Mark Zuckerberg, Facebook's co-founder, was America's highest-paid boss in 2012, according to GMI Ratings annual poll of executive compensation. Zuckerberg's total compensation topped $2.27bn – more than $6m a day. His base salary was $503,205 but the vast majority of his enormous pay package came from exercising 60m Facebook share options when the company went public last year.
Richard Kinder, the CEO and chairman of energy firm Kinder Morgan, had a base salary of just $1 in 2012 and received no other bonuses. But he made $1.1bn selling restricted stock. The payout follows a nearly $60m profit from stock in 2011.
The No. 3 slot really belongs to Gregory Maffei, who appears twice in the list as CEO of Liberty Media and Liberty Interactive. He reaped a combined $391m from the two posts. Maffei received total compensation worth $254.8m as CEO of Liberty Media Corporation and another $136.4m as head of sister company Liberty Interactive.
Overall, GMI's poll of pay and other forms of compensation for 2,259 US CEOs found an average rise of 8.47%. For the Russell 1,000 – measuring the top 1,000 companies – it was 15.47%. The average pay package of an S&P 500 chief executive last year was $13.7m, according to GMI. For those in charge of S&P small cap companies, it was $3.5m.
Base salaries, bonuses and other forms of compensation were largely unchanged in 2012. The survey found that the outsized pay increases experienced by some CEOs came from the exercise of large blocks of stock options and the vesting of outsized restricted stock grants.
The report further illustrates the widening gap between CEO pay and that of the average worker. According to the US census bureau, median household income, adjusted for inflation, was $51,017 in 2012, broadly unchanged from 2011. Wages for the average household have fallen about 9% from an inflation-adjusted peak of $56,080 in 1999. From 2009 to 2012, average real income per family grew modestly by 6.0%, according to a report issued last month by Berkeley University pair Thomas Piketty and Emmanuel Saez. However, the gains were very uneven. The top 1% incomes grew by 31.4%, while the bottom 99% incomes grew only by 0.4% from 2009 to 2012. The top 1% captured 95% of the income gains in the first three years of the recovery.
The Top Ten
1. Mark Zuckerberg, Facebook – total compensation $2.27bn
The social network king received a base salary of $503,205 in 2012 and $1.2m in perks, including use of the company aircraft and security. But it was the sale of Facebook that made him his fortune. Zuckerberg profited nearly $2.3bn on his share options when the company went public.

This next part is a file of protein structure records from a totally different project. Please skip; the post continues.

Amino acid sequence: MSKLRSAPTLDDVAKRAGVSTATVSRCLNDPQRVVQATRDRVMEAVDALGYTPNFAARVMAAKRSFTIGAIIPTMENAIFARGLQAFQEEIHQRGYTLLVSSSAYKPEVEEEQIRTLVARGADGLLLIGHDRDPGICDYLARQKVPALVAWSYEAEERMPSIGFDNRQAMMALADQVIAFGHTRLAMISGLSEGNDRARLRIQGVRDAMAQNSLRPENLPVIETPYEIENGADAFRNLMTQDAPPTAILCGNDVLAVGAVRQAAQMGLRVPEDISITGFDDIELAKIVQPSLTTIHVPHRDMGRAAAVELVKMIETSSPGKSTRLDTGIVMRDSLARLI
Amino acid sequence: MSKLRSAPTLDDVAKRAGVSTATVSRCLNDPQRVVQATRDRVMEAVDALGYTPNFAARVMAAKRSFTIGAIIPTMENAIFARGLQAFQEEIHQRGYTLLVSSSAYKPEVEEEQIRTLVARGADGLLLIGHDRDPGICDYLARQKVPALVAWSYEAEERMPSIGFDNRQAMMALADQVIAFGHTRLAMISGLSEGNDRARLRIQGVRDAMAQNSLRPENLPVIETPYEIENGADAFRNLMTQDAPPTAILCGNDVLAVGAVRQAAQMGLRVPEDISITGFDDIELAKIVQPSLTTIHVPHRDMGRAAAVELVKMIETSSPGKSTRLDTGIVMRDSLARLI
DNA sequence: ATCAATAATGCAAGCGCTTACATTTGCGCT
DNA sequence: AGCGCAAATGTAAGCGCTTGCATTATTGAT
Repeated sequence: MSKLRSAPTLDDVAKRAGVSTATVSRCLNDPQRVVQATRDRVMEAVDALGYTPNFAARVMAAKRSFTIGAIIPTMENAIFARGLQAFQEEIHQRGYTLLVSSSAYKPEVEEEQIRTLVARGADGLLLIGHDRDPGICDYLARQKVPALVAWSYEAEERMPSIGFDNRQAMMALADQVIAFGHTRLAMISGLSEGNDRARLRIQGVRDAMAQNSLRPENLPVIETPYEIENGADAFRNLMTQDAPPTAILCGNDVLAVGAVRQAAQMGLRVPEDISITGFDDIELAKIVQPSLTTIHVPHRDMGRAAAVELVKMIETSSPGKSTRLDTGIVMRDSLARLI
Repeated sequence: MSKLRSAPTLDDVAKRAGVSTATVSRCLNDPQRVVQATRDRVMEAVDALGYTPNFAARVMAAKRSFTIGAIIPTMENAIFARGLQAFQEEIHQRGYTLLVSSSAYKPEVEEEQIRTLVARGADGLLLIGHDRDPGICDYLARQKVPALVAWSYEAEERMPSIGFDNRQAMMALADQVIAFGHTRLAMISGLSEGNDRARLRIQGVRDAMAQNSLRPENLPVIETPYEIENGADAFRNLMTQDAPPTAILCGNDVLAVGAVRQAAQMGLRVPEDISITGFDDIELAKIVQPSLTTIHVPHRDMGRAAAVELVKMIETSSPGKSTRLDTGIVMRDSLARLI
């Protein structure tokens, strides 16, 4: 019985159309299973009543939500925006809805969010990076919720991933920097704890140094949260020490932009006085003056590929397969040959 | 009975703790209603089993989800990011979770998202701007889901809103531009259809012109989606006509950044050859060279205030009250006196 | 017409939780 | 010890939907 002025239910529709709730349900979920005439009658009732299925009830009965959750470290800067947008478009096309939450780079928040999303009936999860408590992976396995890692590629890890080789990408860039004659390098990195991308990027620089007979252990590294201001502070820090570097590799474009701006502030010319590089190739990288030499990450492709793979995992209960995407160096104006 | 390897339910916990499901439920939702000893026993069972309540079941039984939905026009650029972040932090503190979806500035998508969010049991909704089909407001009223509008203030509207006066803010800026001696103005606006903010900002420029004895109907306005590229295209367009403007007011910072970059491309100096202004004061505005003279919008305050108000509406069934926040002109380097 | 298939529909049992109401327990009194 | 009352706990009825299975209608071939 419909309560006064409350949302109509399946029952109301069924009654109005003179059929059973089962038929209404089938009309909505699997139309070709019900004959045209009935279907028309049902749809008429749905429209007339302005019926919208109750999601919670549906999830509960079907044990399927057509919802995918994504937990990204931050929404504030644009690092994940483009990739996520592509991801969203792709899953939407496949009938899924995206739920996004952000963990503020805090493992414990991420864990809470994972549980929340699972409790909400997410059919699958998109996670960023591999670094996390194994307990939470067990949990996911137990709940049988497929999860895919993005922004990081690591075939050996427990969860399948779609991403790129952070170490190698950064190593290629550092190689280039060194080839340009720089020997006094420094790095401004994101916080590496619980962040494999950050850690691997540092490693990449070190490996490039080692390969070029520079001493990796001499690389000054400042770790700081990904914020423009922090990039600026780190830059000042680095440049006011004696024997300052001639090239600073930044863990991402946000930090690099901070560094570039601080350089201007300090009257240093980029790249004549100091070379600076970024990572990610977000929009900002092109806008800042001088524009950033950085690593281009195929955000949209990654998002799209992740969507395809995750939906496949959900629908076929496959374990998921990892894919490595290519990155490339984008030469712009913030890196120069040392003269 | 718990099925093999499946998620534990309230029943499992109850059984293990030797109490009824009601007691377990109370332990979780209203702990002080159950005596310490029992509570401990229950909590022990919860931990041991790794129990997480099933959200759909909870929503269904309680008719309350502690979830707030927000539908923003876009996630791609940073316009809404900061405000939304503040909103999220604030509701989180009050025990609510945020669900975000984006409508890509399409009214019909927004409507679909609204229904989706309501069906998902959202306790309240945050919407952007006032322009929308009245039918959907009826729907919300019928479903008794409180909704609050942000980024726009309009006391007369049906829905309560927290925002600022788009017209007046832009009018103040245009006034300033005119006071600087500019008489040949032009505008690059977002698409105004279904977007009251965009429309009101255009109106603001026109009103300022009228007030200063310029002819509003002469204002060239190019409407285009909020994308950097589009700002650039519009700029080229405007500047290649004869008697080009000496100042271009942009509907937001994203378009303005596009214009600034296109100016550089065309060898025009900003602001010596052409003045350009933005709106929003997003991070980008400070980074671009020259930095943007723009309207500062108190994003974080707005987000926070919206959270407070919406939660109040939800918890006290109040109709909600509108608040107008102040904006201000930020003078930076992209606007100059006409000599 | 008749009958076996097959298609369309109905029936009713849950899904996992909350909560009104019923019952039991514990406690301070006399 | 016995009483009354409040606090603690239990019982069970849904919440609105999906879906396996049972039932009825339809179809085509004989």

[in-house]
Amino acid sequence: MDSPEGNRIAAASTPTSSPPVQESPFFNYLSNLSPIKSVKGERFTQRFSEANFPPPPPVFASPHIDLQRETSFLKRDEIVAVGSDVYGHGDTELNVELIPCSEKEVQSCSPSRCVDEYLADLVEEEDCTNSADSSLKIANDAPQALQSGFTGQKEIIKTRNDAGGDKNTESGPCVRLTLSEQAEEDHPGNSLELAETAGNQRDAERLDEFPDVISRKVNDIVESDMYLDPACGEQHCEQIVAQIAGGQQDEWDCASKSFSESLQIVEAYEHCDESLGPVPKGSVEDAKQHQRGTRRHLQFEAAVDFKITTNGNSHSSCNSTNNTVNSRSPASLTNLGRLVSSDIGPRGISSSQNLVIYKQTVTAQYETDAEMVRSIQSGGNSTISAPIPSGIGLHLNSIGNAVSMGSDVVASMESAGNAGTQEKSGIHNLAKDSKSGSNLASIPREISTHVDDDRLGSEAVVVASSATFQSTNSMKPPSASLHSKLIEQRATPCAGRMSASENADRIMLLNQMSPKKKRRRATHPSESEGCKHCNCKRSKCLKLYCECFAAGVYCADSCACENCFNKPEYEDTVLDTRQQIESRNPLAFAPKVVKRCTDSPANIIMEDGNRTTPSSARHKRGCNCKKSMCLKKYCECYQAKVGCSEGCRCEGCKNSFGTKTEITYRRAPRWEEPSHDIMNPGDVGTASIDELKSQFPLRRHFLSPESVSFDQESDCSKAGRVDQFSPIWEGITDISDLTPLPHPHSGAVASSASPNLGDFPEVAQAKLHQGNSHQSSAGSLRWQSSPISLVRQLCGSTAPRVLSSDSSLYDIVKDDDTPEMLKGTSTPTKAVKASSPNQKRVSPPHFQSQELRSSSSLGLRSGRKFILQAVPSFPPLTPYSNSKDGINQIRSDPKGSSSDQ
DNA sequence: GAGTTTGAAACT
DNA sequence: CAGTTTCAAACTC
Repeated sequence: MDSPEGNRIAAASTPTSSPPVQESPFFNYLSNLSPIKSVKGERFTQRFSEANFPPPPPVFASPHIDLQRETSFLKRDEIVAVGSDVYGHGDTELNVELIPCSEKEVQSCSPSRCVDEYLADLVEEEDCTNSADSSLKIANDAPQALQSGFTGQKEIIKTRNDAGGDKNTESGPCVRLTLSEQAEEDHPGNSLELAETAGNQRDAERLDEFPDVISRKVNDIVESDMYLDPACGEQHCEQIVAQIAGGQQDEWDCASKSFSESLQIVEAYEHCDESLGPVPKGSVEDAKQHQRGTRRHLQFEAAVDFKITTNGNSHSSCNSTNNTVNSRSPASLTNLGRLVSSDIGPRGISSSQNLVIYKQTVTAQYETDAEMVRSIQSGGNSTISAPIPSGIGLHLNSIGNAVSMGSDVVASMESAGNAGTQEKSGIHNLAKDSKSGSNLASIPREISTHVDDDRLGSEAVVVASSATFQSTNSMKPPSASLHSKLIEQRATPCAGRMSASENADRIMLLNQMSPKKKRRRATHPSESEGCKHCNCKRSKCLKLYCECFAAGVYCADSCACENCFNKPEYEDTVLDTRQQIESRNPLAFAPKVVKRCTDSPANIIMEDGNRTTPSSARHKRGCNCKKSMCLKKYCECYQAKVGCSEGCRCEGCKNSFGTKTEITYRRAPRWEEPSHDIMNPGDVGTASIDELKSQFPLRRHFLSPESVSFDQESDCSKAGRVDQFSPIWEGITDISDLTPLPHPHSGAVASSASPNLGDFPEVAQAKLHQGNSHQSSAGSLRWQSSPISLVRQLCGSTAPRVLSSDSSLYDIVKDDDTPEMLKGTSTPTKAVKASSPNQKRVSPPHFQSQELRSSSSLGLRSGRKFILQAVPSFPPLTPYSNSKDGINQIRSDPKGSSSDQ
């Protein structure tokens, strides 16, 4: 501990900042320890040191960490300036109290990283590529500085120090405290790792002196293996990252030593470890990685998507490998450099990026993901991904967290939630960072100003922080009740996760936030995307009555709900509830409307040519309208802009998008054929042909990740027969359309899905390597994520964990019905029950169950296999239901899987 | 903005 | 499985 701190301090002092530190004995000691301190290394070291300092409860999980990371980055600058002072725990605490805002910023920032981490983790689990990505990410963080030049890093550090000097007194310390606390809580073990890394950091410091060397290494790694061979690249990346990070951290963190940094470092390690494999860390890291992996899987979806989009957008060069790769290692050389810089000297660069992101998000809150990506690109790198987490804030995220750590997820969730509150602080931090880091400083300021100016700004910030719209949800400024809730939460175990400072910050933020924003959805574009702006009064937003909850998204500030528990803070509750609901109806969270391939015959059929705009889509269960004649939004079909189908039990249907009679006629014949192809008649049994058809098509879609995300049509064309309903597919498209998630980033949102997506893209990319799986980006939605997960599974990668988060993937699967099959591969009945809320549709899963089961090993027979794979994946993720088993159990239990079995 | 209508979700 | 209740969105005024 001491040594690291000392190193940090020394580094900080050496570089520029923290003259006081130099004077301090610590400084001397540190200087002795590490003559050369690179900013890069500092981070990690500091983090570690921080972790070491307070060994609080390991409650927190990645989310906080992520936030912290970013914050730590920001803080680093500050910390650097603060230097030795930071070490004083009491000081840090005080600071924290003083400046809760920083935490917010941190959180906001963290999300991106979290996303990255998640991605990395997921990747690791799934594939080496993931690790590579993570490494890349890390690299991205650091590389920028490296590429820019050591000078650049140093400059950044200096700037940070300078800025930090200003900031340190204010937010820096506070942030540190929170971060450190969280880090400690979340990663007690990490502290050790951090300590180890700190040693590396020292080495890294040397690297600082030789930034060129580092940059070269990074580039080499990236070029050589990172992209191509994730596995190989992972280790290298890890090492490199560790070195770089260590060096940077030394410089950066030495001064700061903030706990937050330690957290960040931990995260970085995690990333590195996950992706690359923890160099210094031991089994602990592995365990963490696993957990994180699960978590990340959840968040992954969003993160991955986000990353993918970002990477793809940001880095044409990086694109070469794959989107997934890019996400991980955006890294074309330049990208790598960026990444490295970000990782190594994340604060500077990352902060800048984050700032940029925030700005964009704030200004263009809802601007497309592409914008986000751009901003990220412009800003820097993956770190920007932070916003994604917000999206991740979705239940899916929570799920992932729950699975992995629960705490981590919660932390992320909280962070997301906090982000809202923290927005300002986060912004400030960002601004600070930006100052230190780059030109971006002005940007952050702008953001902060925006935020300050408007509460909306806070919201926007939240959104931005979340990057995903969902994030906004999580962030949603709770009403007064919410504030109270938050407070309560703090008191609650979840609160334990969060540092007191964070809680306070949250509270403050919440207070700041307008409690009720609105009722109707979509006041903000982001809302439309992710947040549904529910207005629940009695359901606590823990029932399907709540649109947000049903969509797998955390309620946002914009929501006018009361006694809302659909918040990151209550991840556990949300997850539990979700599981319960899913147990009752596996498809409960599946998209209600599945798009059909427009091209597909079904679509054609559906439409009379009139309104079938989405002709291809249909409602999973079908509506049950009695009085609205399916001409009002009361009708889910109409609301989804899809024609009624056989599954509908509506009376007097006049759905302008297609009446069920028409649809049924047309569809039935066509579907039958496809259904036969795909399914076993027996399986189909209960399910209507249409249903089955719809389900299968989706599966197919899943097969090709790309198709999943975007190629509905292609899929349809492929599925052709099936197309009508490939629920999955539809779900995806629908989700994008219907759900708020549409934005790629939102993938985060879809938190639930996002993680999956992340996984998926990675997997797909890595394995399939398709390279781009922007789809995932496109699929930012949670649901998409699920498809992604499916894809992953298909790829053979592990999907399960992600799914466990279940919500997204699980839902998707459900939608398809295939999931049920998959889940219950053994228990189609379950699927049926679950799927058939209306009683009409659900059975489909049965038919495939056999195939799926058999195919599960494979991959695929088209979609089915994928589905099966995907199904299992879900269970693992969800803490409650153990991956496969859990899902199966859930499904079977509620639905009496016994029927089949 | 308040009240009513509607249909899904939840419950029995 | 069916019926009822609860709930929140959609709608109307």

2. Richard Kinder, Kinder Morgan – $1.16bn
The billionaire energy executive received just $1 in wages in 2012 – but more than $1.1bn in restricted stock profits. Kinder Morgan's share price has been falling this year on reports that the company has minimised pipeline repairs in order to maximise returns to shareholders – a characterization the company disputes.
3. Mel Karmazin, Sirius XM Radio - $255.3m
The veteran radio executive stepped down from running Sirius last December, and received a $9.5m bonus. His was the largest bonus in the 10 top-paid CEOs. But, again, it was his share options that handed him most of his compensation – 120m of them worth more than $244m.
4. Gregory Maffei, Liberty Media – $254.8m
Strike one for Maffei, who appears twice in this list. The Liberty Media boss received a salary of $875,109, a $2.23m cash bonus and $252,323 in perks. He profited more than $250m on the exercise of 3.1m options at Liberty Media Corporation in 2012, a little over half the grant of the nearly 6m options he received in 2009.
5. Tim Cook, Apple – $143.8m
Cook made nearly $140m in restricted stock profits in 2012 on grants that date back to 2008 and 2010, before he took over as CEO. In August 2011, when he took over from Steve Jobs, Cook was granted 1m restricted stock units that start paying out in 2016.
6. Edward Stack, Dick's Sporting Goods – $142m
In his 29th year as CEO Stack exercised nearly 4m share options for a profit of more than $137m.
7. Gregory Maffei, Liberty Interactive – $136.4m
With his Interactive hat on, Maffei exercised an additional 12.3m options for a profit of more than $132m. Added together his take from the two Liberty companies comes to more than $391m, third place overall.
8. Howard Schultz, Starbucks – $117.5m
The coffee king made more than $103m on the exercise of 2.8m options in 2012 – the rest was salary, bonus and perks. Schultz has made $191.5m in combined stock option profits over the past four years.
9. Marc Benioff, salesforce.com – $109.5m
The cloud computing company billionaire made $106m of his yearly compensation from share options. Benioff now owns more than 42m company shares, or 7.2% of all shares outstanding, and was granted new options in the amount of $18.9m in 2012.
10 Frank Coyne, Verisk Analytics – $100.4m
Coyne, too, benefited from massive share options exercising 2.4m options for $95.7m. He stepped down as CEO of the risk assessment company this year and is now non-executive chairman.